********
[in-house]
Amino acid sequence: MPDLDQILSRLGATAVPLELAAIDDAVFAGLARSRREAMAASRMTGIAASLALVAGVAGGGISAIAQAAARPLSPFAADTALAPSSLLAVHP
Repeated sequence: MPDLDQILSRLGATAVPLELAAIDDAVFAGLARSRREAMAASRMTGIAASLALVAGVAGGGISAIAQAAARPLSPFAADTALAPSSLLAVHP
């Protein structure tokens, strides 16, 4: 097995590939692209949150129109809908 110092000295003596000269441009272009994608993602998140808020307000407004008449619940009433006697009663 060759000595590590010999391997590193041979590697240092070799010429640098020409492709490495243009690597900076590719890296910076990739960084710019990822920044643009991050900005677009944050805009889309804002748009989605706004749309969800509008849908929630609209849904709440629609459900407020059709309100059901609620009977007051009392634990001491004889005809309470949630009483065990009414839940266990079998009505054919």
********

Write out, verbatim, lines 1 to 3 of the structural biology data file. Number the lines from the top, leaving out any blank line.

[in-house]
Amino acid sequence: MPDLDQILSRLGATAVPLELAAIDDAVFAGLARSRREAMAASRMTGIAASLALVAGVAGGGISAIAQAAARPLSPFAADTALAPSSLLAVHP
Repeated sequence: MPDLDQILSRLGATAVPLELAAIDDAVFAGLARSRREAMAASRMTGIAASLALVAGVAGGGISAIAQAAARPLSPFAADTALAPSSLLAVHP